A band director in Texas wrote to me with a complaint that was evidently a part of his daily life: “Too many administrators and school boards will ONLY hear arguments for music education that come back to ‘It improves test scores in Subjects X and Y.’  When we constantly frame a discipline exclusively in terms of what it provides to OTHER disciplines, we ignore its intrinsic value.”

Interesting point. It got me thinking. Below is my letter back to him. This discussion, with thousands of variations, is probably occurring all over the country. We are trying to answer the question, why study music?  By the same token, why study ANYTHING? I’ll bet there are people in our Education Establishment who will be pushing that very agenda in the near future. So we have to be able to answer these questions. My answer:


“...I’m all in favor of kids doing lots of different things. End of story. I would like them to play as many sports as possible, I would like them to take shop and learn how to fix an engine, I would like them to study computers, I would like them to study all the academic subjects. I would try to create, even among ordinary kids, Renaissance Minds to whatever degree it’s possible. So they should know music.

"Additionally, I would like children to have as many different ways to be successful as possible. So we have chess clubs and drama classes and anything else you can do. The world is multicultural, multi-disciplinarian, not to mention politically correct. There may be kids good at music and little else. So we need music.

"There is an entirely separate thing, which might be called discipline/technique/practice/precision. My sense is that public schools are often in the position of attacking character, in the old-fashioned sense. Kids can be lazy, they can be late, they can be half-ass about everything. But you can’t be half-ass when you’re playing music. You keep the beat and play the tune or you don’t. In this same vein, kids should learn cursive, draftsmanship, and realistic art. I was just talking to someone 3 days ago about how all children should have to draw an apple with a #2 pencil, totally realistic. That’s quite comparable to playing some simple song well on the piano. Precision. Everything they do in the public schools seems to be in pursuit of imprecision.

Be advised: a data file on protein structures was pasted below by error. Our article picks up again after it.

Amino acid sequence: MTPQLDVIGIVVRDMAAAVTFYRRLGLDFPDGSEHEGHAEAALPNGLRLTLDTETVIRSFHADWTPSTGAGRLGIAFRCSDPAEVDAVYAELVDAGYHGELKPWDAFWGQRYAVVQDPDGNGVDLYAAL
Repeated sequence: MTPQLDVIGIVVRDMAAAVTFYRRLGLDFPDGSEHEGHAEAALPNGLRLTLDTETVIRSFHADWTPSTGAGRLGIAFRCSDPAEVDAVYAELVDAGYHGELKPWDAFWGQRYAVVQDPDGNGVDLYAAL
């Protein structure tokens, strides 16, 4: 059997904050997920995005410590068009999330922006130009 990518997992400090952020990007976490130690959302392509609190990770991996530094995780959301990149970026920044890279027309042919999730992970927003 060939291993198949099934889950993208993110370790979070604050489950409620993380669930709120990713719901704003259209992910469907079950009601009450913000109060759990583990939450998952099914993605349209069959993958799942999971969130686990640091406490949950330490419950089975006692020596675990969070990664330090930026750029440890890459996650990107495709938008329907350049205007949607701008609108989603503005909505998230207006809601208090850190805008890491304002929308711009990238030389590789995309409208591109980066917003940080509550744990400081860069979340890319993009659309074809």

"Also, in my ideal school, music would be complementary to history, science, psychology, religion, et al. In other words, music teaches many other things. People should know who Beethoven is. They should know what a symphony is. It’s much better to learn about Beethoven in a music class where the music can be played in a natural way. For my money this is not the same as art appreciation, although I’m all in favor of that. There is just a lot of general knowledge that kids should know; and any way the school can be clever about teaching that knowledge is a good thing.

 "So as I look over this, I see I’m making an argument, at every junction in a child’s life, for learning SOMETHING rather than nothing. Ever since the time of John Dewey, the elite educators have at every junction made a case for NOTHING rather than something. That is why I have such contempt for them.

"... I have a fairly bleak sense of what is happening to education. So if academic content, knowledge, facts, and skills can be taught, in any way possible, to even the smallest degree, that’s something to celebrate.”

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